Here’s the continuation of my series I started in the last post, Book Talk (don’t bother scrolling down to find the title on the first post in the series, because I just invented the title about thirteen seconds ago).

Here’s the thing though: The questions I’m asking, I’m really asking you, even though I give you my answers. So it’s sort of a conversation. So feel absolutely free and invited and encouraged to comment and tell me about your own relationship with books.

What are you reading right now?
I just finished reading Jasper Fforde’s devastatingly funny Shades of Grey, and just started Daniel Handler’s The Basic Eight. (And now I can check “use the phrase devastatingly funny in an actual sentence” off my bucket list. There. It’s crossed out. And on a related note, why do people always use that phrase when reviewing plays?)
What books do you have on request at the library?

  1. Bringing up Bebe by Pamela Druckerman
  2. Eat that Frog! By Tracy Brian (I feel the need to offer an explanation; it’s about procrastination, not French cuisine)
  3. The Official Preppy Handbook by Lisa Bimbach (I ordered this so long ago, I don’t even remember what it’s about or why I ordered it)
  4. Ruins by Orson Scott Card (I don’t remember what this one is about either, but it’s Orson Scott Card, so I don’t really care)
  5. Defending Jacob by William Landay
  6. The Wind through the Keyhole by Stephen King
  7. A Heartbreaking Work of Staggering Genius by Dave Eggers

Bad book habit?
Avoiding American and modern poets like the plague. Bad I know, and I call myself a lit major. Well, ‘like the plague’ is a bit harsh. I read Longfellow, and. . .well, I still can’t think of any modern poets. And by modern poets, I mean all these people who think poetry is the lyrics of rap songs, only without the rhyming, and wouldn’t know what an iambic pentameter was if they found it floating in their soup (I’m not talking about amateurs here, or students, I mean people who actually legitimately consider themselves poets). Having said that, are there any good modern poets I should read?

What do you currently have checked out at the library?

  1. Hitler’s Scientists by John Cornwell
  2. The English is Coming by Leslie Dunton-Downer
  3. Of Other Worlds by C.S. Lewis
  4. The Basic Eight by Daniel Handler
  5. Poems and Songs by J.R.R. Tolkien
  6. Illusion by Frank Peretti (Which I’ve finished, and enjoyed, but it’s not his best work)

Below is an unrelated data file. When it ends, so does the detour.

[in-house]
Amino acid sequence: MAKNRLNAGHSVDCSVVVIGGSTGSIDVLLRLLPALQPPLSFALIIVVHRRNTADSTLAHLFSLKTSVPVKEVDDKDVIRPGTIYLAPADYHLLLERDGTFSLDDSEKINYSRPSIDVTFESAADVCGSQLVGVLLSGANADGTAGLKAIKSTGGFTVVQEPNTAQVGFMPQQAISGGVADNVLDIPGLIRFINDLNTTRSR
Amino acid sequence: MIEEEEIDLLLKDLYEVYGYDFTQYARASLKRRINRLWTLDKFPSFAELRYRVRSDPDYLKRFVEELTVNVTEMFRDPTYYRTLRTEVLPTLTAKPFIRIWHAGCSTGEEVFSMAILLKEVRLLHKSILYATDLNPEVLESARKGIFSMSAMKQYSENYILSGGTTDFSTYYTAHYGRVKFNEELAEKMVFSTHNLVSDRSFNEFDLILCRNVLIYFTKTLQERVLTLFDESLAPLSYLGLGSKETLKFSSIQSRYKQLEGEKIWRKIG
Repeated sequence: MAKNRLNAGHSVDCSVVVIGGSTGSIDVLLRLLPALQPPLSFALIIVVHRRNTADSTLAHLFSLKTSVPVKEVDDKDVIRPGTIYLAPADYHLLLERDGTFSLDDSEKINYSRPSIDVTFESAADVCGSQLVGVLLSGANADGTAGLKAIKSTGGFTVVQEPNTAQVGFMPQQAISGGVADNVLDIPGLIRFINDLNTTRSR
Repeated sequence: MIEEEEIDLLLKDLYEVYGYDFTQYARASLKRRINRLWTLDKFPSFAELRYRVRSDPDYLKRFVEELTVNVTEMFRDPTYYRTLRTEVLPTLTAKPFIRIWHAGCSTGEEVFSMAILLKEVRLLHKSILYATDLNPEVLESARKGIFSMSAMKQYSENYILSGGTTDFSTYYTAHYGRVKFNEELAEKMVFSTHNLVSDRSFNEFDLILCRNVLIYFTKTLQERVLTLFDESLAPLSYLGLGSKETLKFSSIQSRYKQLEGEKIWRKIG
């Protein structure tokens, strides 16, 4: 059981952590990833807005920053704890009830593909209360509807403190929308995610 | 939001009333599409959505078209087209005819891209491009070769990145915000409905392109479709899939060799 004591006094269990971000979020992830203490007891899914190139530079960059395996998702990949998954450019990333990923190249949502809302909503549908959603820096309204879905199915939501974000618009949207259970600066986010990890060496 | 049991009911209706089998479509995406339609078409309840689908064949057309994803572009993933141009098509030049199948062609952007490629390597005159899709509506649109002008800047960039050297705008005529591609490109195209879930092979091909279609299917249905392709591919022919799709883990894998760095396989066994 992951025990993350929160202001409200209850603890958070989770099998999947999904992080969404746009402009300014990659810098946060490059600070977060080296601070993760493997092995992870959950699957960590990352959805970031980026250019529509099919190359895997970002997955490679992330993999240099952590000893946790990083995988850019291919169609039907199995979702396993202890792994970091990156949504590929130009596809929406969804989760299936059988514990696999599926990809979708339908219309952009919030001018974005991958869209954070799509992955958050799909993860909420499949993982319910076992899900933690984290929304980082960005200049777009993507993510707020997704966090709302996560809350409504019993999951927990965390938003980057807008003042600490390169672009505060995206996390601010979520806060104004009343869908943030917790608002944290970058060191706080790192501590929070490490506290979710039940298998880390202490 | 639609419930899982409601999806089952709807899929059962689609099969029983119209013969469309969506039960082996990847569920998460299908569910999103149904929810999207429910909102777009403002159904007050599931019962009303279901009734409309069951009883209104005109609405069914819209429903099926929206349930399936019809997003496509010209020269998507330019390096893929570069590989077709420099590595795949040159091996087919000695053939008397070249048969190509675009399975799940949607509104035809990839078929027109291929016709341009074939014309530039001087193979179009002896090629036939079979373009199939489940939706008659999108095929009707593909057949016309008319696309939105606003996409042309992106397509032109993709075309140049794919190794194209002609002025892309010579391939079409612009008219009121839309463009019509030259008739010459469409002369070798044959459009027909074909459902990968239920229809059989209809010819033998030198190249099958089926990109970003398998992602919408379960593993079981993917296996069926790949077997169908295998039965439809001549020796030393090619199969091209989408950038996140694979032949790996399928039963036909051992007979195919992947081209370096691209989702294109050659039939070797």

7. Shades of Grey by Jasper Fforde (Which was quite funny)
  8. Arithmetic and Algebra by Brita Immergut (The reason for all these math books can be summed up in two words whose close contact should cause nuclear fission: Math Test)
  9. Everyday Math Demystified by Stan Gibilisco (I’m interested in acquiring a copy of the sequel, Everyday Alchemy Demystified: How You Too Can Turn Lead to Gold)
  10. Math the Easy Way by Anthony Prindle (There’s such a thing? Really?)

I’m currently on a low slump, actually. I usually have between fifteen and twenty-five books checked out.

Do you have an e-reader?
No. I honestly don’t know if I would even like one, considering how much I hate reading books on my computer.
Do you prefer to read one book at a time, or several at once?
Several at once, of course. Except that sometimes when you do that, you forget that you’re reading a book and don’t remember for months, by which point it’s usually a lost cause
Worst book read this year?
This is surprisingly difficult; it’s been a good year for books. I’m going to have to go with The Strain by Guillermo Del Toro and Chuck Hogan, mostly because I don’t remember anything about it.
Best book read this year?
Agent Zigzag by Ben McIntyre or Alexandra Fuller’s memoirs.
Do you ever dog-ear books?
No. Full stop.
Do you ever write in the margins of your books?
No. Full stop.
Not even with text books?
Okay, yes, textbooks, but they’re not really books. And even then, it’s usually only when the professor requires it.

So. . .what about you, folks?

Long days and pleasant nights from the Tale-Weaver.


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